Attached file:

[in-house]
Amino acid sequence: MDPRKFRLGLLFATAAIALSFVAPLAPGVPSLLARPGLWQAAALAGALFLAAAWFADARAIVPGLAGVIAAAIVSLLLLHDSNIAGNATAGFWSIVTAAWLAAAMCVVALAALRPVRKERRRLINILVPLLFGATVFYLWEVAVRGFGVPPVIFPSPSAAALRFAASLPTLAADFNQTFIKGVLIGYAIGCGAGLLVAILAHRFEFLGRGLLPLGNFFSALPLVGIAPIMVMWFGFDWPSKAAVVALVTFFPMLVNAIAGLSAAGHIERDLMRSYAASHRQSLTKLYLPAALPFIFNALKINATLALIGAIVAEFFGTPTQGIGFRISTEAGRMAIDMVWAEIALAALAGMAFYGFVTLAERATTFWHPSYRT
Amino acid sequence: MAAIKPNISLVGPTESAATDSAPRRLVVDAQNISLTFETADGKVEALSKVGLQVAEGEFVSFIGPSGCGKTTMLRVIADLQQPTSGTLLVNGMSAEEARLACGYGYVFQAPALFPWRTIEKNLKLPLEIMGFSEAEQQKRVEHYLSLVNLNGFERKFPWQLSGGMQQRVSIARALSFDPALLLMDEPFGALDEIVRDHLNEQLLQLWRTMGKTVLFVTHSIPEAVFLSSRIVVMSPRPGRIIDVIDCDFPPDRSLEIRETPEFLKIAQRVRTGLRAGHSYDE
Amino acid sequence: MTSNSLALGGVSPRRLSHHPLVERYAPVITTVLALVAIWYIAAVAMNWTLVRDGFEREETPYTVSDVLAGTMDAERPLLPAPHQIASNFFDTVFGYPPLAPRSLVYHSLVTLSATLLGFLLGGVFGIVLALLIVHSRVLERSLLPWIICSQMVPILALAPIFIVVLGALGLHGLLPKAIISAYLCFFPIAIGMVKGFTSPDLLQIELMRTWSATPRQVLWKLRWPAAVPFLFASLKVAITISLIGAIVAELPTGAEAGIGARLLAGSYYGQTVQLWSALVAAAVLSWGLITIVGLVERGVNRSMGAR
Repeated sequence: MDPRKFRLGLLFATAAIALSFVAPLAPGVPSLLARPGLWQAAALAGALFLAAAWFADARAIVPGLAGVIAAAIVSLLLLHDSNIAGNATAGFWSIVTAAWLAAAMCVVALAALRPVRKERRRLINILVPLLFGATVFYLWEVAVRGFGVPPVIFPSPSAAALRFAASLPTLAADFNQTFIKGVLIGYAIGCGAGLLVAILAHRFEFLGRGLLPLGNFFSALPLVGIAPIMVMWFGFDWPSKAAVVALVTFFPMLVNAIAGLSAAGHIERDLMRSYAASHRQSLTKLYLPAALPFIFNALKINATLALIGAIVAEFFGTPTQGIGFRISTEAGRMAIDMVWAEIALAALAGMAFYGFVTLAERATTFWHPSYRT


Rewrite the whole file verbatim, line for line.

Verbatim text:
[in-house]
Amino acid sequence: MDPRKFRLGLLFATAAIALSFVAPLAPGVPSLLARPGLWQAAALAGALFLAAAWFADARAIVPGLAGVIAAAIVSLLLLHDSNIAGNATAGFWSIVTAAWLAAAMCVVALAALRPVRKERRRLINILVPLLFGATVFYLWEVAVRGFGVPPVIFPSPSAAALRFAASLPTLAADFNQTFIKGVLIGYAIGCGAGLLVAILAHRFEFLGRGLLPLGNFFSALPLVGIAPIMVMWFGFDWPSKAAVVALVTFFPMLVNAIAGLSAAGHIERDLMRSYAASHRQSLTKLYLPAALPFIFNALKINATLALIGAIVAEFFGTPTQGIGFRISTEAGRMAIDMVWAEIALAALAGMAFYGFVTLAERATTFWHPSYRT
Amino acid sequence: MAAIKPNISLVGPTESAATDSAPRRLVVDAQNISLTFETADGKVEALSKVGLQVAEGEFVSFIGPSGCGKTTMLRVIADLQQPTSGTLLVNGMSAEEARLACGYGYVFQAPALFPWRTIEKNLKLPLEIMGFSEAEQQKRVEHYLSLVNLNGFERKFPWQLSGGMQQRVSIARALSFDPALLLMDEPFGALDEIVRDHLNEQLLQLWRTMGKTVLFVTHSIPEAVFLSSRIVVMSPRPGRIIDVIDCDFPPDRSLEIRETPEFLKIAQRVRTGLRAGHSYDE
Amino acid sequence: MTSNSLALGGVSPRRLSHHPLVERYAPVITTVLALVAIWYIAAVAMNWTLVRDGFEREETPYTVSDVLAGTMDAERPLLPAPHQIASNFFDTVFGYPPLAPRSLVYHSLVTLSATLLGFLLGGVFGIVLALLIVHSRVLERSLLPWIICSQMVPILALAPIFIVVLGALGLHGLLPKAIISAYLCFFPIAIGMVKGFTSPDLLQIELMRTWSATPRQVLWKLRWPAAVPFLFASLKVAITISLIGAIVAELPTGAEAGIGARLLAGSYYGQTVQLWSALVAAAVLSWGLITIVGLVERGVNRSMGAR
Repeated sequence: MDPRKFRLGLLFATAAIALSFVAPLAPGVPSLLARPGLWQAAALAGALFLAAAWFADARAIVPGLAGVIAAAIVSLLLLHDSNIAGNATAGFWSIVTAAWLAAAMCVVALAALRPVRKERRRLINILVPLLFGATVFYLWEVAVRGFGVPPVIFPSPSAAALRFAASLPTLAADFNQTFIKGVLIGYAIGCGAGLLVAILAHRFEFLGRGLLPLGNFFSALPLVGIAPIMVMWFGFDWPSKAAVVALVTFFPMLVNAIAGLSAAGHIERDLMRSYAASHRQSLTKLYLPAALPFIFNALKINATLALIGAIVAEFFGTPTQGIGFRISTEAGRMAIDMVWAEIALAALAGMAFYGFVTLAERATTFWHPSYRT